During the first quarter of 2012, the Company borrowed $26.0 million on the line of credit under the New Credit Facility in order to fund the purchase of Fyfe Asia on April 5, 2012 and for working capital and joint venture investments. See Note 1 for additional detail regarding this acquisition.

The Company’s total indebtedness at March 31, 2012 consisted of $237.5 million outstanding from the original $250.0 million term loan under the New Credit Facility, $26.0 million on the line of credit under the New Credit Facility and $1.0 million of third party notes and bank debt in connection with the working capital requirements of Insituform Pipeline Rehabilitation Private Limited, the Company’s Indian joint venture (“Insituform-India”). In connection with the formation of Bayou Perma-Pipe Canada, Ltd. (“BPPC”), the Company and Perma-Pipe Canada, Inc. loaned the joint venture an aggregate of $8.0 million for the purchase of capital assets and for operating purposes. Additionally, during the quarter ended March 31, 2012, both entities agreed to loan the joint venture an aggregate of $2.0 million for the purchase of capital assets increasing the total to $10.0 million. As of March 31, 2012, $5.2 million of such amount was designated in the consolidated financial statements as third-party debt.

As of March 31, 2012, the Company had $20.9 million in letters of credit issued and outstanding under the New Credit Facility. Of such amount, $11.1 million was collateral for the benefit of certain of our insurance carriers and $9.8 million was for letters of credit or bank guarantees of performance or payment obligations of foreign subsidiaries.

At March 31, 2012 and December 31, 2011, the estimated fair value of the Company’s long-term debt was approximately $265.2 million and $245.1 million, respectively. Fair value was estimated using market rates for debt of similar risk and maturity and a discounted cash flow model, which are based on Level 3 inputs as defined in Note 8.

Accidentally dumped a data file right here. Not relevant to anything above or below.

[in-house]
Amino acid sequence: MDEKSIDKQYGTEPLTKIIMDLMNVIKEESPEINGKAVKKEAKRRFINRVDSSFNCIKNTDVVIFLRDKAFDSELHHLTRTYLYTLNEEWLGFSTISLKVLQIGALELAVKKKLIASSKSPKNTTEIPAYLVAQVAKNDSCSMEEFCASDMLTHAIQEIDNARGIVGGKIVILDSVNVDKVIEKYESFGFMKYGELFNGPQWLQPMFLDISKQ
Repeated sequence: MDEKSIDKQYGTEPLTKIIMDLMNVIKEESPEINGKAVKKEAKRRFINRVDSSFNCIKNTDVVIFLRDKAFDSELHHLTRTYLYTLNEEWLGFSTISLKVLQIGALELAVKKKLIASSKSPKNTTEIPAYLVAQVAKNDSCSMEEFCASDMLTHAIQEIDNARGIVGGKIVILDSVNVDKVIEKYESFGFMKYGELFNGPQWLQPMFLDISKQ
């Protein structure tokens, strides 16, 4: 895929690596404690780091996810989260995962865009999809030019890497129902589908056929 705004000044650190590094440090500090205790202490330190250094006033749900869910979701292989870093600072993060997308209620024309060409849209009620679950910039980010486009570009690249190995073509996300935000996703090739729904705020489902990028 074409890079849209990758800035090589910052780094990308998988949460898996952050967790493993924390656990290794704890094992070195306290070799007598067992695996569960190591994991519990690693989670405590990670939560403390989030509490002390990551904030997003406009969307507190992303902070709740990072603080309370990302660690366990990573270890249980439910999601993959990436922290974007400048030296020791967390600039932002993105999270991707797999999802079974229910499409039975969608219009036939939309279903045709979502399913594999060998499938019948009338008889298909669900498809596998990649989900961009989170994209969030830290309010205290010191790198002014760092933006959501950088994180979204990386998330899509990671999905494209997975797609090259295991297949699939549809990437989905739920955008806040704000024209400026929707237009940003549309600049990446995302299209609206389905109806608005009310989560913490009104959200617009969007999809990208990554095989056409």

The Company’s total indebtedness at December 31, 2011 consisted of $243.8 million outstanding from the original $250.0 million term loan under the New Credit Facility and $1.5 million of third party notes and bank debt in connection with the working capital requirements of Insituform-India. In connection with the formation of BPPC, the Company and Perma-Pipe Canada, Inc. loaned the joint venture an aggregate of $8.0 million for the purchase of capital assets and for operating purposes. As of December 31, 2011, $4.1 million of such amount was designated in the consolidated financial statements as third-party debt.

Debt Covenants

The New Credit Facility is subject to certain financial covenants, including a consolidated financial leverage ratio, consolidated fixed charge coverage ratio and consolidated net worth threshold. Subject to the specifically defined terms and methods of calculation as set forth in the New Credit Facility’s credit agreement, the financial covenant requirements, as of each quarterly reporting period end, are defined as follows:

Consolidated financial leverage ratio compares consolidated funded indebtedness to New Credit Facility defined income. The initial maximum amount was not to exceed 3.00 to 1.00 and will decrease periodically at scheduled reporting periods to not more that 2.25 to 1.00 beginning with the quarter ending period June 30, 2014. At March 31, 2012, the Company’s consolidated financial leverage ratio was 2.43 to 1.00 and, using the current New Credit Facility defined income, the Company had the capacity to borrow up to approximately $64.0 million of additional debt.

Consolidated fixed charge coverage ratio compares New Credit Facility defined income to New Credit Facility defined fixed charges with a minimum permitted ratio of not less than 1.25 to 1.00. At March 31, 2012, the Company’s fixed charge coverage ratio was 2.05 to 1.00.

New Credit Facility defined consolidated net worth of the Company shall not at any time be less than the sum of 80% of the New Credit Facility defined consolidated net worth as of December 31, 2010, increased cumulatively on a quarterly basis by 50% of consolidated net income, plus 100% of any equity issuances. The current minimum consolidated net worth is $505.2 million. At March 31, 2012, the Company’s consolidated net worth was $646.6 million.
 
 
16

 
 
At March 31, 2012, the Company was in compliance with all of its debt and financial covenants as required under the New Credit Facility.

6.     STOCKHOLDERS EQUITY AND EQUITY COMPENSATION

Share Repurchase Plan